Main Menu

See All Software See All Instruments See All Transducers See All Vibration Testing Equipment See All Electroacoustics See All Acoustic End-of-Line Test Systems See All Academy See All Resource Center See All Applications See All Industries See All Services See All Support See All Our Business See All Our History See All Global Presence

Main Menu

See All nCode - Durability and Fatigue Analysis See All ReliaSoft - Reliability Analysis and Management See All Test Data Management See All DAQ Software See All Drivers & API See All Utility See All Vibration Control See All High Precision and Calibration Systems See All DAQ Systems See All S&V Hand-held Devices See All Industrial Electronics See All Power Analyzer See All S&V Signal Conditioner See All Acoustic Transducers See All Current and Voltage Sensors See All Displacement Sensors See All Force Sensors See All Load Cells See All Multi Component Sensors See All Pressure Sensors See All Strain Sensors See All Strain Gauges See All Temperature Sensors See All Tilt Sensors See All Torque Sensors See All Vibration See All Accessories for Vibration Testing Equipment See All Vibration Controllers See All Measurement Exciters See All Modal Exciters See All Power Amplifiers See All LDS Shaker Systems See All Test Solutions See All Actuators See All Combustion Engines See All Durability See All eDrive See All Production Testing Sensors See All Transmission & Gearboxes See All Turbo Charger See All Training Courses See All Acoustics See All Asset & Process Monitoring See All Custom Sensors See All Data Acquisition & Analysis See All Durability & Fatigue See All Electric Power Testing See All NVH See All Reliability See All Vibration See All Weighing See All Automotive & Ground Transportation See All Calibration See All Installation, Maintenance & Repair See All Support Brüel & Kjær See All Release Notes See All Compliance

Main Menu

See All API See All Experimental Testing See All Electroacoustics See All Noise Source Identification See All Environmental Noise See All Sound Power and Sound Pressure See All Noise Certification See All Industrial Process Control See All Structural Health Monitoring See All Electrical Devices Testing See All Electrical Systems Testing See All Grid Testing See All High-Voltage Testing See All Vibration Testing with Electrodynamic Shakers See All Structural Dynamics See All Machine Analysis and Diagnostics See All Dynamic Weighing See All Vehicle Electrification See All Calibration Services for Transducers See All Calibration Services for Handheld Instruments See All Calibration Services for Instruments & DAQ See All On-Site Calibration See All Resources See All Software License Management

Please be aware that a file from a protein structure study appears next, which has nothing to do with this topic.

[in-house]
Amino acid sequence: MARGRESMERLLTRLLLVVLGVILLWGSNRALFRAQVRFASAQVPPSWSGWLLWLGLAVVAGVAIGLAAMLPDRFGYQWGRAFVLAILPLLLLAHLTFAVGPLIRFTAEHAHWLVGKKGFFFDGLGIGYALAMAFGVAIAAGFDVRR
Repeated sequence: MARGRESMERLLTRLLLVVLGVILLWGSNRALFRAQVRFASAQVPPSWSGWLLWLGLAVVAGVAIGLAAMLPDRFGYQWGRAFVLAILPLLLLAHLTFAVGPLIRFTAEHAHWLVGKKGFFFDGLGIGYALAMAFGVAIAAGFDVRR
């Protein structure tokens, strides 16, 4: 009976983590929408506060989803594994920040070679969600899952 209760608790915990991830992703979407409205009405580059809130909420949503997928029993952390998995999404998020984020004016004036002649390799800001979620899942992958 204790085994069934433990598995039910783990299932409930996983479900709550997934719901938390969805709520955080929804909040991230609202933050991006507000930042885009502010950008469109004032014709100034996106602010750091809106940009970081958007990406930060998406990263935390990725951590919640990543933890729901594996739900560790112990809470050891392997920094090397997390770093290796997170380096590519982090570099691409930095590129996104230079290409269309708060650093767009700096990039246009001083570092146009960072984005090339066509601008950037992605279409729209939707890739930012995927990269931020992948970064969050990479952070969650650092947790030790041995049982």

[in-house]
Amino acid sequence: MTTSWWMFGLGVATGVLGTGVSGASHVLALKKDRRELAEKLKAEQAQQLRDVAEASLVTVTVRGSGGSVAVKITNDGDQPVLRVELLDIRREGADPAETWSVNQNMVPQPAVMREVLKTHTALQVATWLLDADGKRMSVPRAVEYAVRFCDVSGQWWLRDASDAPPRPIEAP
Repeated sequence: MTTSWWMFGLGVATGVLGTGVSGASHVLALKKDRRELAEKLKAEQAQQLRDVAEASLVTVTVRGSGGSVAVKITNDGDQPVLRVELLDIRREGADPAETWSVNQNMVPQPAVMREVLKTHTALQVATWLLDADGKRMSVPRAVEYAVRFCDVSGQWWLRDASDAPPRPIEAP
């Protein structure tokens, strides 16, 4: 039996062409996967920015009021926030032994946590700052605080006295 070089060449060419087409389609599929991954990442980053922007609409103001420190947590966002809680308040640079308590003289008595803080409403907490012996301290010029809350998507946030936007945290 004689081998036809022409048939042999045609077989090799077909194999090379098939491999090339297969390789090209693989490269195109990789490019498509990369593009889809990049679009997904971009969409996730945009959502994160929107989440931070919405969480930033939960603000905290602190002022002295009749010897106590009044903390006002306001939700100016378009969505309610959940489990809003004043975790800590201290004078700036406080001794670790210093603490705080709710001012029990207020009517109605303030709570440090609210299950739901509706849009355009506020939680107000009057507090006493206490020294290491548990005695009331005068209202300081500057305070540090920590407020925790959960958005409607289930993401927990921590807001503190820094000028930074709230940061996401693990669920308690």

Predictive Maintenance for Shaker Systems

Predictive test methodologies are designed to help determine the condition of your shaker system to prevent unexpected failures and to estimate when maintenance should be performed.

Unlike reactive maintenance, predictive testing methods provide valuable insight into whether your shaker may experience problems in the near future. Implementing a predictive maintenance test plan allows you to plan maintenance within the context of tightly packed test schedules and to reduce the risk of unplanned downtime and equipment failure. To do this, keeping a series of reference plots for a shaker is critical. These reference plots also allow you to see which of the many tests are putting the most stress on the shaker system. 

All shakers produce different characterization plots. It is important to keep a reference set and copies of the same performance throughout the life of the shaker system to ensure that your shaker performs at its best under your operating conditions. When reviewing the latest plots, with reference to the previous ones, differences can be looked at and implications can be drawn.

Recording a character of a shaker

When considering the performance of a shaker system, several aspects must be taken into account in order to properly create the different characterization plots.

  • Test Setup: Always use the same equipment setup. If there are any changes, run the same test with the old setup and again with the new, noting any differences due to the control equipment. 
    • Run the shaker in the vertical axis
    • Ensure that the shaker runs from cold
    • Fit a triaxial accelerometer to the centre insert of the shaker’s armature
  • Vibration Profile: Set a profile in the controller for a 5 mm peak-to-peak constant displacement crossing into a 2 gn constant acceleration sine sweep across the entire frequency range of the shaker. Use peak control with a 1 octave per minute sweep rate.